This could refer to the fact that on many rated Italian securitisations, due to insufficient credit ratings of most Italian banks, the SPV is required to open accounts outside of Italy (often the UK) with an adequately rated bank and, accordingly, such sums are taken out of the Italian banking system.
It is not clear at this stage whether the introduction of segregated accounts held by the SPV with the Servicer will improve the liquidity of the individual bank concerned.
2. Exemption from clawback for prepayments
The second major change to the Italian Securitisation Law is in relation to clawback risk and can be seen as a positive development for investors.
Decree n. 145 exempts from clawback procedures under Article 65 of the Italian Insolvency Law (Royal Law Decree n. 267 of 16 March 1942, as amended) any prepayments made under a securitised loan in the two years prior to the assigned debtor's subsequent insolvency. This is applicable to loan payments maturing on or after the date of the assigned debtor becoming insolvent.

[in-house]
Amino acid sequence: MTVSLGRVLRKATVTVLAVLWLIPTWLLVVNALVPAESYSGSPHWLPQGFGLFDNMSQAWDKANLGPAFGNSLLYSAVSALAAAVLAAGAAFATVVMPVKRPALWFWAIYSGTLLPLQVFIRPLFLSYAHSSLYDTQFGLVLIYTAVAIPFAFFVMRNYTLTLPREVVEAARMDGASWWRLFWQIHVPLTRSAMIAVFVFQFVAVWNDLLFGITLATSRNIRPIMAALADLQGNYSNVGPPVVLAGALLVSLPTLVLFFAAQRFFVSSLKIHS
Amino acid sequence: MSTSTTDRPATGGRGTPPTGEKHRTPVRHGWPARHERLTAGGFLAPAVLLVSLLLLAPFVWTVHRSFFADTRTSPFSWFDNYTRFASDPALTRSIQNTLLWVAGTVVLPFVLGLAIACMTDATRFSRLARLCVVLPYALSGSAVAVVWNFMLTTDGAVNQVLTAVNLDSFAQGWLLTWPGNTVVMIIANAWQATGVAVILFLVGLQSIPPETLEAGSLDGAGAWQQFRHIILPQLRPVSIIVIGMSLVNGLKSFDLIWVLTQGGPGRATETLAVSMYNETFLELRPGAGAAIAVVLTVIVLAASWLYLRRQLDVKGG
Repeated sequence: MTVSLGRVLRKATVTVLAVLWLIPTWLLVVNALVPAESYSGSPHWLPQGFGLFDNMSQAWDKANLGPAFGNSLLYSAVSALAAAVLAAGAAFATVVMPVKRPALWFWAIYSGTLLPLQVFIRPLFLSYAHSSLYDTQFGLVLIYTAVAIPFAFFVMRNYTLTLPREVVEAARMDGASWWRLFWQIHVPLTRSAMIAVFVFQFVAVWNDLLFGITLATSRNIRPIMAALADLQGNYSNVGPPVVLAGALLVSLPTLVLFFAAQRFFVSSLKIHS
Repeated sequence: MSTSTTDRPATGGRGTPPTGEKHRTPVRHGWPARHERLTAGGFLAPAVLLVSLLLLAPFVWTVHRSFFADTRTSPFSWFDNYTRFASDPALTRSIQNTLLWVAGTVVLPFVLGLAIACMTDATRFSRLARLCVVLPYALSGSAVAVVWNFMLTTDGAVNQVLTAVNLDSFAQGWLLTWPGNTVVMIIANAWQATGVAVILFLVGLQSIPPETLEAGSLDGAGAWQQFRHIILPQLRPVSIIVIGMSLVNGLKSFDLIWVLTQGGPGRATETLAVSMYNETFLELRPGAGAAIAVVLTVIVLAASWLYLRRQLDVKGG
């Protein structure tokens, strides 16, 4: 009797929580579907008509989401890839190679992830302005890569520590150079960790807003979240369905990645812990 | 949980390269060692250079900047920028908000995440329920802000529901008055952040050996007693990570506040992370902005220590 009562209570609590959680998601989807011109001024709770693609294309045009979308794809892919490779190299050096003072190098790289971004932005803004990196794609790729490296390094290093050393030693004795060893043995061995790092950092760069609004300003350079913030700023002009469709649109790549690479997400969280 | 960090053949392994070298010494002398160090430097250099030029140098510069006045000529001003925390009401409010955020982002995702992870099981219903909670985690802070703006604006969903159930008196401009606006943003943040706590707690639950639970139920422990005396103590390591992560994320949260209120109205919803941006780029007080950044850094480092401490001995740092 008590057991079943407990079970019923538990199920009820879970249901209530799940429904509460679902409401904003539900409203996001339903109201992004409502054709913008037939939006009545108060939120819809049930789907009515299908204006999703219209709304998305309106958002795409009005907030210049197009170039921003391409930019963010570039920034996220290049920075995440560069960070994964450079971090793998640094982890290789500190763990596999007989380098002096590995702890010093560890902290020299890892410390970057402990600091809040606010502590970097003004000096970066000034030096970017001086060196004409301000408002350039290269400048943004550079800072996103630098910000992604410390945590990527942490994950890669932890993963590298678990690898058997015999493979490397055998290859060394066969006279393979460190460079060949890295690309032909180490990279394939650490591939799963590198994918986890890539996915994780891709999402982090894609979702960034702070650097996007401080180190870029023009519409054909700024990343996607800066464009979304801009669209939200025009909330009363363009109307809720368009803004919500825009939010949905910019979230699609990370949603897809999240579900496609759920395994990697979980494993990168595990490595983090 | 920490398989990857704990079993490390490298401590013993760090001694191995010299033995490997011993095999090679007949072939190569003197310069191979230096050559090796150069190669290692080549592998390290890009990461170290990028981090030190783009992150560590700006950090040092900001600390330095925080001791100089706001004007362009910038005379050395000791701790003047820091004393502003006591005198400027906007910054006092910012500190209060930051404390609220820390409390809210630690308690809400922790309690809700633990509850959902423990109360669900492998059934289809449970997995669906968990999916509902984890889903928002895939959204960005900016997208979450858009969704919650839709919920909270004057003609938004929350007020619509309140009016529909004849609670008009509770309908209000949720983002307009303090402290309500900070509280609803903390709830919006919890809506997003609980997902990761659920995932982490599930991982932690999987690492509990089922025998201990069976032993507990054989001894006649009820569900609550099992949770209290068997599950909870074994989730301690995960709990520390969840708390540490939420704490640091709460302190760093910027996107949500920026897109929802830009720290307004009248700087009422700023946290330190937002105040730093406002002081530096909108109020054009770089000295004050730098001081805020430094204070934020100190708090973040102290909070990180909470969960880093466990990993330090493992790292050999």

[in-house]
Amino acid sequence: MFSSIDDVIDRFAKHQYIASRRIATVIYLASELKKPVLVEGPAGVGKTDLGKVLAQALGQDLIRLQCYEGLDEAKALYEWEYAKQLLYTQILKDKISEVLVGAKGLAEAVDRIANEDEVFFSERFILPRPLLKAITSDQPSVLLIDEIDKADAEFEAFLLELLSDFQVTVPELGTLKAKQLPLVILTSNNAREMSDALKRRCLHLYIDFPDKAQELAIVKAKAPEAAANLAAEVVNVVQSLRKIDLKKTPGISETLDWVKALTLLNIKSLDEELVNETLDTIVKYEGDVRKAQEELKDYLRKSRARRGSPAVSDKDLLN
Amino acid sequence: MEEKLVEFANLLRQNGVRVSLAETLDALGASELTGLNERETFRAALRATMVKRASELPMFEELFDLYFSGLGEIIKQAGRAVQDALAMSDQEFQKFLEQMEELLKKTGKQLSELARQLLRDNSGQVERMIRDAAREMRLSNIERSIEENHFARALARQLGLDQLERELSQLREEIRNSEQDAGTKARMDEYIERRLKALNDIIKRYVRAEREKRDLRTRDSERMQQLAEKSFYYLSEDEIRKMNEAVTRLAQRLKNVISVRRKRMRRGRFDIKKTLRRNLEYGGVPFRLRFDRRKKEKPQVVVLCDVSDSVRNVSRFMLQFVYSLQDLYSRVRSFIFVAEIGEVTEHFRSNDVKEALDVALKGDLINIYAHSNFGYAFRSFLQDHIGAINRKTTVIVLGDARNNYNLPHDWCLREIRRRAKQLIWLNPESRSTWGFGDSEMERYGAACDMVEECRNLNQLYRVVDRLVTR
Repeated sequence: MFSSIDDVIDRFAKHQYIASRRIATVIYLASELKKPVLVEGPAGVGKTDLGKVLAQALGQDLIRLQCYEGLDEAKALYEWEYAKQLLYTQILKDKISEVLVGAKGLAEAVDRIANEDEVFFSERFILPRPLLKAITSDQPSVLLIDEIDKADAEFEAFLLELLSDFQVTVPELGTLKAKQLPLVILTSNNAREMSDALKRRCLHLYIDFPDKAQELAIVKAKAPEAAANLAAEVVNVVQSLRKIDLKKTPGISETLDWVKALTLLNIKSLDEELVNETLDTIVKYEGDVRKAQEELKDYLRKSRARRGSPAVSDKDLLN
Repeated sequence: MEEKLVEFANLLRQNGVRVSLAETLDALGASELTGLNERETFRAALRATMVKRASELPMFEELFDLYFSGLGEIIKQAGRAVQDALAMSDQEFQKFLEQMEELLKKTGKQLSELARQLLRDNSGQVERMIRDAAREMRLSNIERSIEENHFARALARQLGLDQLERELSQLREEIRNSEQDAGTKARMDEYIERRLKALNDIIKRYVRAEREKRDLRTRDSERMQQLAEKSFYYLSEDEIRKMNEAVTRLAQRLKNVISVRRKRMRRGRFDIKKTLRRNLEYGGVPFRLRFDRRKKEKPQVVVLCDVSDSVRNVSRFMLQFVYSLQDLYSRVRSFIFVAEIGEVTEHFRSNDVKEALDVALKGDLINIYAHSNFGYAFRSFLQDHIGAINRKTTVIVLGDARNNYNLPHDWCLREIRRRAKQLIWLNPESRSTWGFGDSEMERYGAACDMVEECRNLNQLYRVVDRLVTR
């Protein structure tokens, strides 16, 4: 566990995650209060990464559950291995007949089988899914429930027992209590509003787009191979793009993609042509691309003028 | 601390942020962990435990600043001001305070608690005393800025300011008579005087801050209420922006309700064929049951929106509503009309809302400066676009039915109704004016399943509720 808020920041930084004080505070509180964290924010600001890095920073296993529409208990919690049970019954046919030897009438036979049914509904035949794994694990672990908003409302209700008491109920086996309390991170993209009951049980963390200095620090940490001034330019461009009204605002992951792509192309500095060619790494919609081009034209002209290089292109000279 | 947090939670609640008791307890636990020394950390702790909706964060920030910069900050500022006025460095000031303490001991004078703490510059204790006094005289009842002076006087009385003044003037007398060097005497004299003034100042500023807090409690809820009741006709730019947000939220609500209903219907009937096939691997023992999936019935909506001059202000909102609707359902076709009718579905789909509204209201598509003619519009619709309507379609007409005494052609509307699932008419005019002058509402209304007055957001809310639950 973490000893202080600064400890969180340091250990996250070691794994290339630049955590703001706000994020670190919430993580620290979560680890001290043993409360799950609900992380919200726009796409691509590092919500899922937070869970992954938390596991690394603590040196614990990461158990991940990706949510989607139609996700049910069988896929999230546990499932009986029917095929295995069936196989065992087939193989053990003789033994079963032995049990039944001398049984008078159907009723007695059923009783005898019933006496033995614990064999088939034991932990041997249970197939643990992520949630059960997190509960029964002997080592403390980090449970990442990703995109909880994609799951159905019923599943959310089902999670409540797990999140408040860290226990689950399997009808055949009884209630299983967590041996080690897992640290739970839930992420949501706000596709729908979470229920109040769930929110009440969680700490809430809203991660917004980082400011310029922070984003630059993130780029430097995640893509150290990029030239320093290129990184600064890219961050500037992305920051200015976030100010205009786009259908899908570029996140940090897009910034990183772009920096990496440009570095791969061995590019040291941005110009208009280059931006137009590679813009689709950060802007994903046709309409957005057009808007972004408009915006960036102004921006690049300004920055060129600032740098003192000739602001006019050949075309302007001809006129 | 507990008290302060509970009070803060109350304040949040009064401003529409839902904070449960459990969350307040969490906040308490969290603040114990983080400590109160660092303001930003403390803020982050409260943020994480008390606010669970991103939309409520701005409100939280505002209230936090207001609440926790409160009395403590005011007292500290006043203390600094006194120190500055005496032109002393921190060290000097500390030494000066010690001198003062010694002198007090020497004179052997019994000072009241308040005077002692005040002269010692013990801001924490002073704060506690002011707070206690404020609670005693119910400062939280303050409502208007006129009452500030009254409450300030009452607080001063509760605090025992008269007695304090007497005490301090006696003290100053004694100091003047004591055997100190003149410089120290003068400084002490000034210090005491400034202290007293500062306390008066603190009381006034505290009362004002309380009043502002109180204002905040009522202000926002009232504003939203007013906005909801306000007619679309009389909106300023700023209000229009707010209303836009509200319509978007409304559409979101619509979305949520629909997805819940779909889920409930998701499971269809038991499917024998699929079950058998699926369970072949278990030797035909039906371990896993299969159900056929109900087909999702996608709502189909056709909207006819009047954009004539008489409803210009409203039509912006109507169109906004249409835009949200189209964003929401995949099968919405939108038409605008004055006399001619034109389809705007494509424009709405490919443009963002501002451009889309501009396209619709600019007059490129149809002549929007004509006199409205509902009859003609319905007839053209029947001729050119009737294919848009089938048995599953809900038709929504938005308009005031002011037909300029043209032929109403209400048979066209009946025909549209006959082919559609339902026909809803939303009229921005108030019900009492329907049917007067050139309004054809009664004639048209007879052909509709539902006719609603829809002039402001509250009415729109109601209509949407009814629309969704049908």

Readers should note that Article 65 clawback is relevant only for entities subject to the Italian Insolvency Law (i.e. corporate debtors and not individuals) so this change will principally affect deals where the assigned borrowers are mainly or exclusively companies (such as CMBS and SME deals) rather than securitisations where the majority or all of the assigned borrowers are individuals (such as RMBS or auto loan deals).
Previously, the applicability of such clawback action was perceived by the rating agencies assigning a credit rating to the ABS as a potential liquidity and credit risk. They typically required a mitigant to such risks in the form of a cash reserve or other credit enhancement feature. It therefore seems likely that such mitigants will no longer be required on deals closed after the changes to the Italian Securitisation Law become effective.